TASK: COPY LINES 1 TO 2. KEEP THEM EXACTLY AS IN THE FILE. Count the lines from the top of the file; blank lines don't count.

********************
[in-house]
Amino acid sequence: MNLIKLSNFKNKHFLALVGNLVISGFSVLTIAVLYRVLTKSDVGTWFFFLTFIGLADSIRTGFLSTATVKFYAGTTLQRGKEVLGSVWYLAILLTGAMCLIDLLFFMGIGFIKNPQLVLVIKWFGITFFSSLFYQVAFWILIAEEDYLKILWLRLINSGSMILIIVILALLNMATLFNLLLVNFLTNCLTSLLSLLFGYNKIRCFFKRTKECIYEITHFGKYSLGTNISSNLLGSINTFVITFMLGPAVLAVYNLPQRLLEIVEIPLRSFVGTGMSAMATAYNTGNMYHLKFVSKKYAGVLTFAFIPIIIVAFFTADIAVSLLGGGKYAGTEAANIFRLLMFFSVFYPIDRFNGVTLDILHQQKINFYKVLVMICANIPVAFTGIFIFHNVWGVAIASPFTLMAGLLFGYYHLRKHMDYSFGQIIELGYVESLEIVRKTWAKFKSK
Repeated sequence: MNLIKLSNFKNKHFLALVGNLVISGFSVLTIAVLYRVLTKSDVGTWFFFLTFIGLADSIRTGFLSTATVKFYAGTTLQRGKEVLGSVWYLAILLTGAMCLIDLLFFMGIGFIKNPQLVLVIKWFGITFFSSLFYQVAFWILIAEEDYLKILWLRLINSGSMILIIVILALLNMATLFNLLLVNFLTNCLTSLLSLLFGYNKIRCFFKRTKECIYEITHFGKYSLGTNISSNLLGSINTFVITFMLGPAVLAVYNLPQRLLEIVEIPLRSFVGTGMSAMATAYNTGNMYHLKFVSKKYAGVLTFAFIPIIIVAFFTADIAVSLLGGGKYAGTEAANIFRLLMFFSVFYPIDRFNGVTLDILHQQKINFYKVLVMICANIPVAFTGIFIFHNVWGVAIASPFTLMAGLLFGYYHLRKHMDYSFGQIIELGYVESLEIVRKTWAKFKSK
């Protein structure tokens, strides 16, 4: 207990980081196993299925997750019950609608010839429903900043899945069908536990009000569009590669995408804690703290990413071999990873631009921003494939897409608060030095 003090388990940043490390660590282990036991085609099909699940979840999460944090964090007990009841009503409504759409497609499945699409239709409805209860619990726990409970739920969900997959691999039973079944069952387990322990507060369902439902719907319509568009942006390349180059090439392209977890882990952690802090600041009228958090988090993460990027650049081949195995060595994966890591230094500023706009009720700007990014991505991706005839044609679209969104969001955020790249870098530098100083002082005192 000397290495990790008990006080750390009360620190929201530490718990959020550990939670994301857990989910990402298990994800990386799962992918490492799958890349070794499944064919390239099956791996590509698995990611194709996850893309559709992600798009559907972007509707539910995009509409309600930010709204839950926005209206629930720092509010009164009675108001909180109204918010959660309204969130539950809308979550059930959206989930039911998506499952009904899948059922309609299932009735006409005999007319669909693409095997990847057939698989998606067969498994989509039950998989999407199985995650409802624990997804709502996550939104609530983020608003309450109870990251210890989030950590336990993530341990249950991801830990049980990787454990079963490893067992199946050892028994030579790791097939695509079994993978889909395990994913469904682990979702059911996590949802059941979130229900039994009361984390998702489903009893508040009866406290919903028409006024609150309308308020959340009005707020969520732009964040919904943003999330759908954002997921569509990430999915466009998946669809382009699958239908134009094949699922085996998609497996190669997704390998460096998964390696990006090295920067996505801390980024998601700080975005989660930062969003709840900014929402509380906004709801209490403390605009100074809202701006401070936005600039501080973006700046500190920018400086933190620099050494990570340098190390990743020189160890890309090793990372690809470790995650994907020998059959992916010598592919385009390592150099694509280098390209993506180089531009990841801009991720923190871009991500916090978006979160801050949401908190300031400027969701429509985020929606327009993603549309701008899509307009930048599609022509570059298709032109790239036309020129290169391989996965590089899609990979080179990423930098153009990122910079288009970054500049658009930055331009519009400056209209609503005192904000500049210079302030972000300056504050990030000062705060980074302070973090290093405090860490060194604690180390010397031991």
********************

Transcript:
[in-house]
Amino acid sequence: MNLIKLSNFKNKHFLALVGNLVISGFSVLTIAVLYRVLTKSDVGTWFFFLTFIGLADSIRTGFLSTATVKFYAGTTLQRGKEVLGSVWYLAILLTGAMCLIDLLFFMGIGFIKNPQLVLVIKWFGITFFSSLFYQVAFWILIAEEDYLKILWLRLINSGSMILIIVILALLNMATLFNLLLVNFLTNCLTSLLSLLFGYNKIRCFFKRTKECIYEITHFGKYSLGTNISSNLLGSINTFVITFMLGPAVLAVYNLPQRLLEIVEIPLRSFVGTGMSAMATAYNTGNMYHLKFVSKKYAGVLTFAFIPIIIVAFFTADIAVSLLGGGKYAGTEAANIFRLLMFFSVFYPIDRFNGVTLDILHQQKINFYKVLVMICANIPVAFTGIFIFHNVWGVAIASPFTLMAGLLFGYYHLRKHMDYSFGQIIELGYVESLEIVRKTWAKFKSK